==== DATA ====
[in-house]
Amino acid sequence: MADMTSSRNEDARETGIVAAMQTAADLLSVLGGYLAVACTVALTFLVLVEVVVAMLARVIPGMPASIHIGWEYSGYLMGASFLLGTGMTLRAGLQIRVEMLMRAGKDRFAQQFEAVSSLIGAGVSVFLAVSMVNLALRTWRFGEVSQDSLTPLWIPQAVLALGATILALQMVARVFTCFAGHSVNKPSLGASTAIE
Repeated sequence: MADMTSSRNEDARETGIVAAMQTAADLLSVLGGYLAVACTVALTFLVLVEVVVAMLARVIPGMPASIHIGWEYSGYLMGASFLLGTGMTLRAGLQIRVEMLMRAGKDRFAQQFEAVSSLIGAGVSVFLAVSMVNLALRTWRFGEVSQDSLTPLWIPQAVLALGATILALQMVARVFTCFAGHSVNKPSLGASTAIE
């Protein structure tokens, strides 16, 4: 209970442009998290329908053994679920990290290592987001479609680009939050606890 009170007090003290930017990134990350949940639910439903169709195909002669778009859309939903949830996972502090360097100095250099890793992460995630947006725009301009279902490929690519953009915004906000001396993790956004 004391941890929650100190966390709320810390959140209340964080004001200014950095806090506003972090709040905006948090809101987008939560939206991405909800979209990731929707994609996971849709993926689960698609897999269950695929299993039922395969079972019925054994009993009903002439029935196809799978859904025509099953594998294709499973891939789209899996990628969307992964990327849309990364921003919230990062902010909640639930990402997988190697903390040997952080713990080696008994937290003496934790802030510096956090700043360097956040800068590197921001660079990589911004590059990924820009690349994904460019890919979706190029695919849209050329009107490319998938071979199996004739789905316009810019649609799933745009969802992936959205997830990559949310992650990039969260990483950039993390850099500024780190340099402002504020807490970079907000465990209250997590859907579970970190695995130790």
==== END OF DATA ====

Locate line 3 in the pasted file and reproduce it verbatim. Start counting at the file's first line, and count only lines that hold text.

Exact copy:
Repeated sequence: MADMTSSRNEDARETGIVAAMQTAADLLSVLGGYLAVACTVALTFLVLVEVVVAMLARVIPGMPASIHIGWEYSGYLMGASFLLGTGMTLRAGLQIRVEMLMRAGKDRFAQQFEAVSSLIGAGVSVFLAVSMVNLALRTWRFGEVSQDSLTPLWIPQAVLALGATILALQMVARVFTCFAGHSVNKPSLGASTAIE